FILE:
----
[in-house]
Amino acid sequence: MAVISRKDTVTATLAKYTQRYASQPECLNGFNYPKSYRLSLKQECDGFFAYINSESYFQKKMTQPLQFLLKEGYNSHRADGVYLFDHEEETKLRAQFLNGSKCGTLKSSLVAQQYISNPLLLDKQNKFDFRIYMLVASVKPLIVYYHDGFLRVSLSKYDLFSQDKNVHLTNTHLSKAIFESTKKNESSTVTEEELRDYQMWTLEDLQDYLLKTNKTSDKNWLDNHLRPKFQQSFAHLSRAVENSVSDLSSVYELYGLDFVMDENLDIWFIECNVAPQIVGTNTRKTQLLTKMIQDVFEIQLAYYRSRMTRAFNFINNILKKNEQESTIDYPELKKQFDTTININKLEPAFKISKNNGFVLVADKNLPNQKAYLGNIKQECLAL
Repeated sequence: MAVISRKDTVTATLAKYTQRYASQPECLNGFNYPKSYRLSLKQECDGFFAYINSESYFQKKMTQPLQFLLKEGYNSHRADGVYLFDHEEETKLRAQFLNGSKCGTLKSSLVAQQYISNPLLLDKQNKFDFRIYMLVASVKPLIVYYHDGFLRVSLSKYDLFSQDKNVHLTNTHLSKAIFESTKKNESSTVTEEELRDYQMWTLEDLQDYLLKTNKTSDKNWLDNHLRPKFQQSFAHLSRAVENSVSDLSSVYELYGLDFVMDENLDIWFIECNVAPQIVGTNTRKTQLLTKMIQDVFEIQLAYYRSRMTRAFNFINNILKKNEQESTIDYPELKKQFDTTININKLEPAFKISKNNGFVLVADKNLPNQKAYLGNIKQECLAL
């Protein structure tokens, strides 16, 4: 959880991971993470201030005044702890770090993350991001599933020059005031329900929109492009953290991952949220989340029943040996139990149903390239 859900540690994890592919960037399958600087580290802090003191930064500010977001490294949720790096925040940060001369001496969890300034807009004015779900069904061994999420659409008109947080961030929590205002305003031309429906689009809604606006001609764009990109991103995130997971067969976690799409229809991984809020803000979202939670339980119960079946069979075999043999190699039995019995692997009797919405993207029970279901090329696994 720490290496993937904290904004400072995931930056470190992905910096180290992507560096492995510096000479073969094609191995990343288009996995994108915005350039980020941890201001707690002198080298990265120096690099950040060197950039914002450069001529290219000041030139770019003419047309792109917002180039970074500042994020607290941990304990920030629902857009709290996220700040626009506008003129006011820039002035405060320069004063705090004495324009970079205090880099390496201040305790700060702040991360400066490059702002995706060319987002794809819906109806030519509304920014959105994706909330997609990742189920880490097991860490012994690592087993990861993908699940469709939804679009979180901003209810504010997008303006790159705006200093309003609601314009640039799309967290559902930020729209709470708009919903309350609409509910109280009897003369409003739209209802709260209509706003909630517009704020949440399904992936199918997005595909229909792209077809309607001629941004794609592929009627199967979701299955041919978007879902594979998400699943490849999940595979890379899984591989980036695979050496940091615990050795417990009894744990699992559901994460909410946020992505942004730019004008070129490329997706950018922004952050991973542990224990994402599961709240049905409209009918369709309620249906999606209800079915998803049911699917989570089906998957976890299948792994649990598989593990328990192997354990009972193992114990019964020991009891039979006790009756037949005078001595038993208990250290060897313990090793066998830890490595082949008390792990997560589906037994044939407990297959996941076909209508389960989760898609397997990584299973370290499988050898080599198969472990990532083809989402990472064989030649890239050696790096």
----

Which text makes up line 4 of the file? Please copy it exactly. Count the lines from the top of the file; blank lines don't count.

């Protein structure tokens, strides 16, 4: 959880991971993470201030005044702890770090993350991001599933020059005031329900929109492009953290991952949220989340029943040996139990149903390239 859900540690994890592919960037399958600087580290802090003191930064500010977001490294949720790096925040940060001369001496969890300034807009004015779900069904061994999420659409008109947080961030929590205002305003031309429906689009809604606006001609764009990109991103995130997971067969976690799409229809991984809020803000979202939670339980119960079946069979075999043999190699039995019995692997009797919405993207029970279901090329696994 720490290496993937904290904004400072995931930056470190992905910096180290992507560096492995510096000479073969094609191995990343288009996995994108915005350039980020941890201001707690002198080298990265120096690099950040060197950039914002450069001529290219000041030139770019003419047309792109917002180039970074500042994020607290941990304990920030629902857009709290996220700040626009506008003129006011820039002035405060320069004063705090004495324009970079205090880099390496201040305790700060702040991360400066490059702002995706060319987002794809819906109806030519509304920014959105994706909330997609990742189920880490097991860490012994690592087993990861993908699940469709939804679009979180901003209810504010997008303006790159705006200093309003609601314009640039799309967290559902930020729209709470708009919903309350609409509910109280009897003369409003739209209802709260209509706003909630517009704020949440399904992936199918997005595909229909792209077809309607001629941004794609592929009627199967979701299955041919978007879902594979998400699943490849999940595979890379899984591989980036695979050496940091615990050795417990009894744990699992559901994460909410946020992505942004730019004008070129490329997706950018922004952050991973542990224990994402599961709240049905409209009918369709309620249906999606209800079915998803049911699917989570089906998957976890299948792994649990598989593990328990192997354990009972193992114990019964020991009891039979006790009756037949005078001595038993208990250290060897313990090793066998830890490595082949008390792990997560589906037994044939407990297959996941076909209508389960989760898609397997990584299973370290499988050898080599198969472990990532083809989402990472064989030649890239050696790096």